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October 30, 2006



Maybe it's because I'm from the South, but I remember the Junior League being a festering sore of snobbery and condescention. I recall, they didn't want my friend's mom to join because she had a "colorful" past (She had been a former Vegas Showgirl).


I have no doubt that individual Junior Leagues could be just like that, Catty. But the charity work they did -- even when veiled with condescension, noblesse oblige and petty snobbery -- made the world a fundamentally better place. And believe me, they were also famous for their cookbooks.


"to whom much is given, of whom much is expected"

Certainly, and people who are born into money (the "well-born") grow up watching their elders give back to the community, and not just the community outside the house, but their domestic employees as well. I was reading an article about how americans are hiring more house help than before, but because they don't like to think of themselves as upper-class, they rationalize their relationship with their employees as purely commercial and not a class struggle in which they have the upper hand. The thing is, people who have servant-culture (to call it something) know that you always pay the help more than they ask for, you always tip them for special services (say, they had to clean up vomit), you give them Christmas bonuses, "lend" them money whenever they're in a snag, take their kids to your pediatrician, pay for it, buy any expensive things their children may need (i.e., if their very gifted child got to college, buy them the books) you do not penalize them for breaking dishes, you assure them they can eat whatever they want and make sure they do so when you have something fancy, you give them a uniform (if they are live-in or full-time), you get their legal wrinkles straightened out, get their relatives jobs, always pay them on time and in cash, and never terminate their employment without getting them another job (unless they did something that would merit this). If you have someone who just comes and cleans once a week, pay them even when you don't need them (say, you're taking a weekly vacation).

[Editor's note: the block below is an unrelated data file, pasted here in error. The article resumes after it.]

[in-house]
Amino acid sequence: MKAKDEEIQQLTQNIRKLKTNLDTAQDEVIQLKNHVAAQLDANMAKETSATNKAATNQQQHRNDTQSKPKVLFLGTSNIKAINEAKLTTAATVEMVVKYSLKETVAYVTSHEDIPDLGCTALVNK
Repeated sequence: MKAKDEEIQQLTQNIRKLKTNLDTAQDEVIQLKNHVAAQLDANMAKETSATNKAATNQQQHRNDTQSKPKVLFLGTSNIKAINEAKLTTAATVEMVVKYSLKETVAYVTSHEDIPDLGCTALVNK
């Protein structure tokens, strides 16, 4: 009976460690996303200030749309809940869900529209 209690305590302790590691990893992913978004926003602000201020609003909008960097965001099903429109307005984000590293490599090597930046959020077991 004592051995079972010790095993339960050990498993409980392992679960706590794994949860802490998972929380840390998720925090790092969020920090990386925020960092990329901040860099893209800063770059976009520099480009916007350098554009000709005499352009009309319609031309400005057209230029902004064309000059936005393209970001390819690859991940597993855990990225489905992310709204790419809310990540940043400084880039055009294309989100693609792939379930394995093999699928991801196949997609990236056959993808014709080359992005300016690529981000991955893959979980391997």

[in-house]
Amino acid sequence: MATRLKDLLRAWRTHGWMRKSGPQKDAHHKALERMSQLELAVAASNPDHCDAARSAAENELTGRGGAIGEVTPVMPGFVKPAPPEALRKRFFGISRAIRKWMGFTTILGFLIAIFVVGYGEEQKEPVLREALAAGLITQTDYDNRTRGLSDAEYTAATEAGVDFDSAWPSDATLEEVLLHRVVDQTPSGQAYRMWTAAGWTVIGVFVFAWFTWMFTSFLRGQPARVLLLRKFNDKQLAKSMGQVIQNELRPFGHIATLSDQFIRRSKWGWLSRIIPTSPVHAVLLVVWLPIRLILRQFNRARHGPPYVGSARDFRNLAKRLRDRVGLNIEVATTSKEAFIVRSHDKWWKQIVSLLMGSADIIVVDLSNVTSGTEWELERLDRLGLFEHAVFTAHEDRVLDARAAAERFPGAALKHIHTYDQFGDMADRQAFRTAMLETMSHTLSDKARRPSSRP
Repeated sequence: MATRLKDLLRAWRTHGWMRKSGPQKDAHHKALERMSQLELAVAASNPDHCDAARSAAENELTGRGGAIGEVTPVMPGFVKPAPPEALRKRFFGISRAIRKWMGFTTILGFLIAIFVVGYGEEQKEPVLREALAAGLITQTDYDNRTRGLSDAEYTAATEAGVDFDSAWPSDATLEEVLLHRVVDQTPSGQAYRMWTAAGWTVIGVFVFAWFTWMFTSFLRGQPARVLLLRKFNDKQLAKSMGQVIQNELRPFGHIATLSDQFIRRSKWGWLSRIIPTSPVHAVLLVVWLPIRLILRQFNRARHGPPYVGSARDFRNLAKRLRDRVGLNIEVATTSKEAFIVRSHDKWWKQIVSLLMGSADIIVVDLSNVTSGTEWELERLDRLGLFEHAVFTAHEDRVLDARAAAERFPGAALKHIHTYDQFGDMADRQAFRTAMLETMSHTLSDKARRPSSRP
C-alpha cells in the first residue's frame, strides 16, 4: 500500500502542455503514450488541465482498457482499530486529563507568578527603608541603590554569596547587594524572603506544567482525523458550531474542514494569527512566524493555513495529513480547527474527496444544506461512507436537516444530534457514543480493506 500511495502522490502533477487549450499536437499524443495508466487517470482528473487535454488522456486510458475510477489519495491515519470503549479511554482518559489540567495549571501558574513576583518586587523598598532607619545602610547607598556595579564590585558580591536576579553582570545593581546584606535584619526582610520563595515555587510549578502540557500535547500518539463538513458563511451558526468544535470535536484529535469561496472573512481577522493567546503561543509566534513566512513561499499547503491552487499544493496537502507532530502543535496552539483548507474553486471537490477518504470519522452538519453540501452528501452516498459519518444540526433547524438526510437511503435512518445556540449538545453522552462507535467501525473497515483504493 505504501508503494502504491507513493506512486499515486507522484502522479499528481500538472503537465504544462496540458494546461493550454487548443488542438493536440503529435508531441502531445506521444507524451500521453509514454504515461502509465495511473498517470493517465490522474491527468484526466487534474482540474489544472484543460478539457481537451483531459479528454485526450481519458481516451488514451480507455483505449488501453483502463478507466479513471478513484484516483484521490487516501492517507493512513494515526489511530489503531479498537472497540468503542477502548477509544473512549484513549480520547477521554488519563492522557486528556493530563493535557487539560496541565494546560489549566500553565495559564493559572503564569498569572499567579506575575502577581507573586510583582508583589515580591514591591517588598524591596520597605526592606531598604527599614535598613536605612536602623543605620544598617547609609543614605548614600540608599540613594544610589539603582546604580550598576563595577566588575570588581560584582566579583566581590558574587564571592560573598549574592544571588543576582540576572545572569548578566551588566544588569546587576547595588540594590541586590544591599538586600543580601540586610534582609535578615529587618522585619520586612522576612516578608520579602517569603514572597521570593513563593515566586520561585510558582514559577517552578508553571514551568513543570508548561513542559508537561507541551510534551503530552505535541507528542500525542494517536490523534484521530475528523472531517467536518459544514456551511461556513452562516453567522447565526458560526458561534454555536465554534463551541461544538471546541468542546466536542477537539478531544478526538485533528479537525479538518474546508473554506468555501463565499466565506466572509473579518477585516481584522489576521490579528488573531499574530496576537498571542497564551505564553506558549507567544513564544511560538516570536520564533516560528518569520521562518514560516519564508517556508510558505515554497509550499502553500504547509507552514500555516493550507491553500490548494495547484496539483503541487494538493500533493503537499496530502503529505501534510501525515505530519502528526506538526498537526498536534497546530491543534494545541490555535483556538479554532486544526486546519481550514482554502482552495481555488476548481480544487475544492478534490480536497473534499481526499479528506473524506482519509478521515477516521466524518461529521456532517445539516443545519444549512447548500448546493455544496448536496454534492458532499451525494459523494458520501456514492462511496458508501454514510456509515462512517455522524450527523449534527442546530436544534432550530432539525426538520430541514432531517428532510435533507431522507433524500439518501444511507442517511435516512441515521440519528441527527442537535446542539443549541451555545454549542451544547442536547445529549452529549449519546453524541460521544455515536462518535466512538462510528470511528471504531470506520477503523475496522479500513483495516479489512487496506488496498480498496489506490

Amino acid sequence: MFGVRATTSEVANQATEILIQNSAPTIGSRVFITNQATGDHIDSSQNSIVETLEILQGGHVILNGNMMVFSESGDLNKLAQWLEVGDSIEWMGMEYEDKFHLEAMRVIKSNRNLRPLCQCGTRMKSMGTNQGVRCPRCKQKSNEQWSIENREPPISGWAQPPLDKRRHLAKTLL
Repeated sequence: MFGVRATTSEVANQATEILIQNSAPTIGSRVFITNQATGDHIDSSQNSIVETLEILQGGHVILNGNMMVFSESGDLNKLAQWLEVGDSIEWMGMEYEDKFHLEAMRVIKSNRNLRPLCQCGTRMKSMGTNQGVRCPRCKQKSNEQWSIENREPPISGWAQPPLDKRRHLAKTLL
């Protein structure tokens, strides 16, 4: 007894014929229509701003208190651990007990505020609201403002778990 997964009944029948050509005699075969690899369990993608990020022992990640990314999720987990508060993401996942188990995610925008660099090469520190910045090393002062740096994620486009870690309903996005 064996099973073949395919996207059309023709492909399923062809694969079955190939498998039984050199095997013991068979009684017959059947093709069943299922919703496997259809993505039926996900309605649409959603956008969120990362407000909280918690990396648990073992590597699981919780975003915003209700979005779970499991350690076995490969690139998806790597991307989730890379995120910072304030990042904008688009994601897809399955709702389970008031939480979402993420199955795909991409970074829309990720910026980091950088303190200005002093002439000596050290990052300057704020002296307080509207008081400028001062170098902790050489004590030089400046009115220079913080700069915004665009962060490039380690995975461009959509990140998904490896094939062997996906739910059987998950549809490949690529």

This is not set in stone, of course you only do what you can, but the intention should be there. The problem with this is that we aren't comfortable discussing class, or calling ourselves "upper-class". We love to call ourselves "middle class", we make excuses for our priviledges, but we are quickly becoming the upper class of the world, and maybe we should own it.

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Our destiny offers not the cup of despair, but the chalice of opportunity. So let us seize it, not in fear, but in gladness.

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